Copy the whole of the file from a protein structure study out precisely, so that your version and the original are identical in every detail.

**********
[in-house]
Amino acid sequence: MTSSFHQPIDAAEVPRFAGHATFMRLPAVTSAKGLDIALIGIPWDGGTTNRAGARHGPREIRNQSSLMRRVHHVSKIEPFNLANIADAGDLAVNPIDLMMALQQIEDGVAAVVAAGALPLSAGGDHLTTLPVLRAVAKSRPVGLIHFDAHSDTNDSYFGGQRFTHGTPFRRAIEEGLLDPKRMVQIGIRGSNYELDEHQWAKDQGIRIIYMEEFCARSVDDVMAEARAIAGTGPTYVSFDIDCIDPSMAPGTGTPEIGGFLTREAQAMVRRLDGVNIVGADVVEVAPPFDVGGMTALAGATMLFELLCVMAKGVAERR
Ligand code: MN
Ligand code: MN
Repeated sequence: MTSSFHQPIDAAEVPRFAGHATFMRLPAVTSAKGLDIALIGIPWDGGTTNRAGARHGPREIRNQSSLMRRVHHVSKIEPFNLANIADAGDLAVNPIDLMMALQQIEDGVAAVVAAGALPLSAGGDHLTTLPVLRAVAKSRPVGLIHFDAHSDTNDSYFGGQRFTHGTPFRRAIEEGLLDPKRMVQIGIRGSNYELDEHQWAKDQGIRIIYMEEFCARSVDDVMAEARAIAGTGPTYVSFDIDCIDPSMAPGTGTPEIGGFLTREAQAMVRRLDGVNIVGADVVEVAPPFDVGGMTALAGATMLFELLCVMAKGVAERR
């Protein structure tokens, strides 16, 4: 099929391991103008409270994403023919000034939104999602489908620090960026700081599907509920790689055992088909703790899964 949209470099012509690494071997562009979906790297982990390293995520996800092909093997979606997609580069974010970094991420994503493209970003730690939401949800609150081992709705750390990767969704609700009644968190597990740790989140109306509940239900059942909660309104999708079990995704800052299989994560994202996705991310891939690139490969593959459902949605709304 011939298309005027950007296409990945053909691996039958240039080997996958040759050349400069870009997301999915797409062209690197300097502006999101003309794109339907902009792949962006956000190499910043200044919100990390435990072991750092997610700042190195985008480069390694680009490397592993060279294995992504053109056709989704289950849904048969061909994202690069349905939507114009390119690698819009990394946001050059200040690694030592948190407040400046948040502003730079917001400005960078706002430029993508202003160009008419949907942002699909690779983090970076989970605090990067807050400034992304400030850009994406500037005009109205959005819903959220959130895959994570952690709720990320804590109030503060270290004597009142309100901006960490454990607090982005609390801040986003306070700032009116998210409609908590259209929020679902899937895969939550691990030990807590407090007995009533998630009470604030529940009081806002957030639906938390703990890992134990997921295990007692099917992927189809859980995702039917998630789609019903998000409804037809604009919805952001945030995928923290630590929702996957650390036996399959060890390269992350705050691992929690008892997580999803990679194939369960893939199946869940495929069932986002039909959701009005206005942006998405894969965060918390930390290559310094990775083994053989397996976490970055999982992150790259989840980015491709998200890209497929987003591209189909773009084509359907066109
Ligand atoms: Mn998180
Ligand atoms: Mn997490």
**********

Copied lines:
[in-house]
Amino acid sequence: MTSSFHQPIDAAEVPRFAGHATFMRLPAVTSAKGLDIALIGIPWDGGTTNRAGARHGPREIRNQSSLMRRVHHVSKIEPFNLANIADAGDLAVNPIDLMMALQQIEDGVAAVVAAGALPLSAGGDHLTTLPVLRAVAKSRPVGLIHFDAHSDTNDSYFGGQRFTHGTPFRRAIEEGLLDPKRMVQIGIRGSNYELDEHQWAKDQGIRIIYMEEFCARSVDDVMAEARAIAGTGPTYVSFDIDCIDPSMAPGTGTPEIGGFLTREAQAMVRRLDGVNIVGADVVEVAPPFDVGGMTALAGATMLFELLCVMAKGVAERR
Ligand code: MN
Ligand code: MN
Repeated sequence: MTSSFHQPIDAAEVPRFAGHATFMRLPAVTSAKGLDIALIGIPWDGGTTNRAGARHGPREIRNQSSLMRRVHHVSKIEPFNLANIADAGDLAVNPIDLMMALQQIEDGVAAVVAAGALPLSAGGDHLTTLPVLRAVAKSRPVGLIHFDAHSDTNDSYFGGQRFTHGTPFRRAIEEGLLDPKRMVQIGIRGSNYELDEHQWAKDQGIRIIYMEEFCARSVDDVMAEARAIAGTGPTYVSFDIDCIDPSMAPGTGTPEIGGFLTREAQAMVRRLDGVNIVGADVVEVAPPFDVGGMTALAGATMLFELLCVMAKGVAERR
């Protein structure tokens, strides 16, 4: 099929391991103008409270994403023919000034939104999602489908620090960026700081599907509920790689055992088909703790899964 949209470099012509690494071997562009979906790297982990390293995520996800092909093997979606997609580069974010970094991420994503493209970003730690939401949800609150081992709705750390990767969704609700009644968190597990740790989140109306509940239900059942909660309104999708079990995704800052299989994560994202996705991310891939690139490969593959459902949605709304 011939298309005027950007296409990945053909691996039958240039080997996958040759050349400069870009997301999915797409062209690197300097502006999101003309794109339907902009792949962006956000190499910043200044919100990390435990072991750092997610700042190195985008480069390694680009490397592993060279294995992504053109056709989704289950849904048969061909994202690069349905939507114009390119690698819009990394946001050059200040690694030592948190407040400046948040502003730079917001400005960078706002430029993508202003160009008419949907942002699909690779983090970076989970605090990067807050400034992304400030850009994406500037005009109205959005819903959220959130895959994570952690709720990320804590109030503060270290004597009142309100901006960490454990607090982005609390801040986003306070700032009116998210409609908590259209929020679902899937895969939550691990030990807590407090007995009533998630009470604030529940009081806002957030639906938390703990890992134990997921295990007692099917992927189809859980995702039917998630789609019903998000409804037809604009919805952001945030995928923290630590929702996957650390036996399959060890390269992350705050691992929690008892997580999803990679194939369960893939199946869940495929069932986002039909959701009005206005942006998405894969965060918390930390290559310094990775083994053989397996976490970055999982992150790259989840980015491709998200890209497929987003591209189909773009084509359907066109
Ligand atoms: Mn998180
Ligand atoms: Mn997490």